Blackmail couldn’t really exist until the rise of capitalism and modern social mores. A king was always a king, whether or not he behaved badly, but a businessman or politician who lost his reputation could face ruin — as Josh Duggar is finding out.

“It was a crime that only emerged in the 19th century,” Angus McLaren, a professor emeritus of history at the University of Victoria and the author of “Sexual Blackmail: A Modern History,” told the New York Times in 2009 after David Letterman was blackmailed for his extramarital affairs. “If one was an aristocrat, say, you couldn’t lose your position because of trifling with the housemaids.”

How to respond to a blackmailer is always a conundrum. Pay and cover up — and maybe pay again later — or admit misdeeds and face the music? Letterman’s response was, arguably, masterful: He called the authorities, foiled the $2 million plot, confessed on national television and played the incident for laughs.

Robert “Joe” Halderman, center, at his arraignment in New York City in 2009 for an alleged blackmail plot against David Letterman. (Marc A. Hermann-Pool/Getty Images)

Had Letterman had sex with women who worked for him? “My response to that is: ‘Yes, I have,'” the host said to laughter and applause. “… Would it be embarrassing if it were made public? Perhaps it would, perhaps it would — especially for the women.” Cue more laughter and applause.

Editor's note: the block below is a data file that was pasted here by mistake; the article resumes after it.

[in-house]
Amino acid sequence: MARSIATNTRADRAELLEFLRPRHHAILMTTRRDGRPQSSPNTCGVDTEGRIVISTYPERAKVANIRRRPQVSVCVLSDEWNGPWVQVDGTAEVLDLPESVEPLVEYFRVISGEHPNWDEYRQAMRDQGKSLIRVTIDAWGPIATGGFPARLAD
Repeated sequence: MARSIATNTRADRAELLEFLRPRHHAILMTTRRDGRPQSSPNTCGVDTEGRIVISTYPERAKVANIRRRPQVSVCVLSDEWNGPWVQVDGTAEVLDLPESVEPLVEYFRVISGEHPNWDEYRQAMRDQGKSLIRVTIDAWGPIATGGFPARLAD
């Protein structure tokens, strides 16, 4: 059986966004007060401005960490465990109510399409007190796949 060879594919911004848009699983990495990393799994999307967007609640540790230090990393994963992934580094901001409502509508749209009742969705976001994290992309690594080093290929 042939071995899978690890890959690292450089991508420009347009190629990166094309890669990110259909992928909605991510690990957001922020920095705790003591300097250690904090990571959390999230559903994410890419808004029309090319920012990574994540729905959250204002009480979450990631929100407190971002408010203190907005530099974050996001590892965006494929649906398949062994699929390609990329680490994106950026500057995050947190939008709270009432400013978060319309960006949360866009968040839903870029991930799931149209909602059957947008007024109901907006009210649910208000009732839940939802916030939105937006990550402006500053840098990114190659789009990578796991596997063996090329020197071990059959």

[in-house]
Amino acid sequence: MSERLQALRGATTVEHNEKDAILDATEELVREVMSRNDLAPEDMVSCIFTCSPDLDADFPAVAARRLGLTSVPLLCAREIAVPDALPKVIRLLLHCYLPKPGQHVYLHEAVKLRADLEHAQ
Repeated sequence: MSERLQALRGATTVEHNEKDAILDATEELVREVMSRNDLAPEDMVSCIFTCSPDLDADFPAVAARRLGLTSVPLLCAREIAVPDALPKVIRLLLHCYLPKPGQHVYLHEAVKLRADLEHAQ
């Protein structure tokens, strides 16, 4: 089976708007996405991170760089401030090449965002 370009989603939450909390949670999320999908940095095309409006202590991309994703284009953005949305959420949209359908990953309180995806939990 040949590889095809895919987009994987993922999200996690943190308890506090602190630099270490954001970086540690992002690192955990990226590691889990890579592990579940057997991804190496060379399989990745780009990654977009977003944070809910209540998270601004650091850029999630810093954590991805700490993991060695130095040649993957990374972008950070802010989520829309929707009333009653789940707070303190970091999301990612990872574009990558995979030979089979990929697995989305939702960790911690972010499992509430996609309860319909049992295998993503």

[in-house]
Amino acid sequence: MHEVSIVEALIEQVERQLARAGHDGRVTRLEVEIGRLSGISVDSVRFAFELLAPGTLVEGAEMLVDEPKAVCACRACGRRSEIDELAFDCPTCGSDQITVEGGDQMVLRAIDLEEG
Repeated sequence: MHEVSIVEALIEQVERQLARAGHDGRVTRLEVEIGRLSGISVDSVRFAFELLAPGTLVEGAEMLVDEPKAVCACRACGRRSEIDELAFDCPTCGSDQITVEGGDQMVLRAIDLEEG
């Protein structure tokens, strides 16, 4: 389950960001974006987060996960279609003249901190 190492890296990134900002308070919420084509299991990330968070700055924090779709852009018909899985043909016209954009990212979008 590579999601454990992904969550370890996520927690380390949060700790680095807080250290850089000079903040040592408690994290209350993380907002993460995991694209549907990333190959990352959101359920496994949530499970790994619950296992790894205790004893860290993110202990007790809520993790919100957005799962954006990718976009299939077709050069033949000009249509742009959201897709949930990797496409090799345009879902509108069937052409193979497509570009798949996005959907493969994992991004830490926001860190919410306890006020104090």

Letterman added: “But that’s a decision for them to make, if they want to go public…. What you don’t want is a guy saying, ‘Well, I know you had sex with women, so I would like $2 million or I’m going to make trouble for you.'”

Depending on what Hastert’s alleged misconduct was, he may not have had the option of ‘fessing up, Letterman-style. An affair between consenting adults? No big deal — society’s changing attitudes toward sex permitted Letterman to bare all. America would not have chuckled had, say, Johnny Carson made a similiar mea culpa in the 1960s. And gay public figures, long considered targets for blackmail, couldn’t simply walk out of the closet in the decades before Stonewall. Many feel they still can’t.

When it comes to sex, blackmail is sometimes a crime with an expiration date. “After a spike during the moralistic years between the world wars, sexual blackmail has lost some of its zing and sting,” the New York Times wrote.

If Hastert committed a crime, however, the zing and sting of publicly revealing what he was blackmailed for may be as painful as federal charges. Whatever his next move is, it will demand legal creativity to keep alleged misconduct from becoming public. If Hastert chooses to go to trial, the government will presumably have to explain who Individual A is. If Hastert negotiates a deal and a plea, the information could still come out in the criminal information document that usually accompanies a plea, or in a sentencing memorandum later.

As Daniel Ellsberg — he of the Pentagon Papers — explained in a 1959 paper on the crime while an economist at Harvard University: “The answer to successful blackmail is not within the scope of logic: It is an art.”

Read the entire indictment